[urq] Mac 02 repair - How to.

Steve Eiche seiche at shadetreesoftware.com
Mon Feb 26 13:47:45 EST 2007

FWIW, yes, I used to repair these and still could, but honestly, these 
are a PITA.  Not because of the ECUs per se, but because I end up being 
on the hook for troubleshooting other CIS issues, like vacuum leaks, 
pressure issues, sticky metering heads, etc.  Soooo, because I really 
never want to mess with another MAC-02, here you go:

First off, make sure that you actually have an ECU issue.  First make 
sure that you have NO vacuum leaks.  A pressure test is best, but the 
quick test is to pull the dipstick.  The engine should stumble, but 
continue to run.  Then pull the oil filler cap.  The engine should die. 
  If it doesn't you likely have a vacuum leak which MUST be fixed before 
you should mess with the mixture setting.  Often, a mixture setting that 
is not correct will cause the duty cycle of the valve to be out of 
range, perhaps because someone compensated for a vacuum leak by 
adjusting the mixture, and once the leak was fixed the mixture is too 
rich.  Sometimes the valve will run when the engine is cold, but once it 
goes open loop it will stop.  If this happens, your mixture may be out 
of range of the control.  If EVERYTHING else is OK - no leaks, correct 
fuel pressures, good O2 sensor, then you probably have a failed ECU.  It 
is pretty common.

Parts for MAC-02 ECUs.  First off, IME, the actual output driver usually 
doesn't fail.  The small signal transistors that drive it usually do. 
These are components Q8 and Q6 on the board.  I believe that one handles 
the warm up and the other operates with the Lambda regulation, but I 
don't have the schematic in front of me.  You should replace both of 
them.  These are standard NPN transistors, but I bought a bunch of the 
actual 2SC458s just because I like to keep it exactly as is was.  I 
bought them from www.bdent.com years ago, but you could also get them 
from matelectronics.com.   You can use something like a 2N2222 as long 
as you make sure you have the collector, base and emitter in the right 
place as the 2N2222 may not have the same pinout as the 2SC458.  Note 
that the PCB is marked.  As for the main driver Q7, which is a 2SD1087, 
they are long gone.  I have seen a few places that list them, but once 
you try to order them they cannot be had.  I don't see any reason that 
you couldn't substitute another injector driver, like those used in more 
modern engine computers, but I haven't had the need.  Anyway, with all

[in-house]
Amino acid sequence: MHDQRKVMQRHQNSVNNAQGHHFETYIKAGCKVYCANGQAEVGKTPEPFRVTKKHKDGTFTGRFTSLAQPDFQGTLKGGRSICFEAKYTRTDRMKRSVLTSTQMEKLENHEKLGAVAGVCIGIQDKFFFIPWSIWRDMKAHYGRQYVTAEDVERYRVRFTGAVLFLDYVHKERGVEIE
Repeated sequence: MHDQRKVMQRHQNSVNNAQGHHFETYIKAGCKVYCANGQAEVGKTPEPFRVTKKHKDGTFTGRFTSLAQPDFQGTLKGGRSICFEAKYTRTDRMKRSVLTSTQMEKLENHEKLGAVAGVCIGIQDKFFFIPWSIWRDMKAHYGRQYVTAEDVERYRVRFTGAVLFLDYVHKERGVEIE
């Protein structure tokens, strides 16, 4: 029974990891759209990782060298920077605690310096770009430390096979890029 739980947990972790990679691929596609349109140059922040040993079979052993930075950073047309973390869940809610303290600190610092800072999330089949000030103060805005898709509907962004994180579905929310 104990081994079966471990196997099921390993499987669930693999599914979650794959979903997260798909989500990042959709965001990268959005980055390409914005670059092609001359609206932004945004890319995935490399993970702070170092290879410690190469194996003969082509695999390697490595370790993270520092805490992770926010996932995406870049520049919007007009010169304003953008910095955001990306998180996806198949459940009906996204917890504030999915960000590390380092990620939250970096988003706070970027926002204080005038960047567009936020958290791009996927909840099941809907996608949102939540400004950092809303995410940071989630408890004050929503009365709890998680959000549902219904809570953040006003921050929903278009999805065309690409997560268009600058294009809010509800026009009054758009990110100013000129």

of the engine swaps going on, there are a lot of good MAC-02s floating 

As for other failure items, #2 on the list is the pressure transducer, 
which have been NLA for about 20 years.  The most common failure mode is 
  0V output, in which case the timing is very advanced (the ECU thinks 
that the engine is under full vacuum - no load) and will ping badly 
under boost.  IMO, this is often caused by resistor or diode mods put on 
the output of the sensor, which puts too much load on the output, which 
eventually fails.  They can also fail with a full scale 5V+ output, 
which will cause the engine to start but the fuel pump will cut as the 
ECU thinks that there is too much MAP (overboost).  These are simply 2 
bar MAP sensors with a 0-5V output, but an 8V supply.  You can 
substitute the MAP sensor from a later MAC-1X ECU, just grab 5V for the 
supply off the the PCB instead of the original 8V supply.  The range, 
offset and linearity of these are close enough that you won't notice 
operational issues.  I think that a 2 bar Bosch MAP, like from '91 200q 
which I have a TON of, would also work, but the sensors from the MAC-1X 
ECUs are nice because you can use the vacuum lines and fitting from the 
MAC-1X box in the MAC-02.

Some tips on soldering on these old boards.  Number 1, do NOT use solder 
wick to remove components.  This puts too much heat onto these delicate 
old boards (or ANY PCB IMO), and WILL result in lifted pads, etc.  Use a 
vacuum type desoldering tool and add new solder and flux before you suck 
out the old solder. Wiggle the pins a bit with the tip of the iron as 
you heat it to make sure that the pins are free.  Number 2, If you don't 
get all the solder the first time, add more solder and do it again. 
Minimizing the amount of time you heat the PCB is critical.  You should 
not be touching the PCB with the iron for more than 3-4 seconds. If done 
properly, the component will simply lift off of the board without 
needing to be pried off.  If you are prying any harder than is necessary 
to free the chip from the conformal coat, you will likely damage through 

EPROMs.  The ancient 2532s are long NLA.  You can find them from 
electronics places that have parts for old video games, but you may need 
to buy a few to find one good one.  These generally aren't as robust as 
new IC designs.  If you really want to, you could make an adapter for a 
more modern EPROM, like a 2764 fairly easily.  The pinouts for both 
EPROMs are easy to find on the web.

Sockets.  If you don't want problems, use ONLY machined pin sockets with 
gold contacts.  ZIF sockets are not suitable for vehicles, or any 
equipment that vibrates.  If I see these in ECUs that I work on, they 
are the first things that I remove.  Personally, I can't think of 
anything other than a programmer that I would use a ZIF socket in.

OK, that is about all there is to tell.



Mike wrote:

I believe Steve Eiche was at one point and may still be?

regards, Mike

Jeff wrote:
I have a Mac 02 that I suspect has issues with the frequency valve 
driver circuitry.  I have heard of people repairing these in the past; 
anybody still doing so?

Anyone have a known good unit they'd care to sell?


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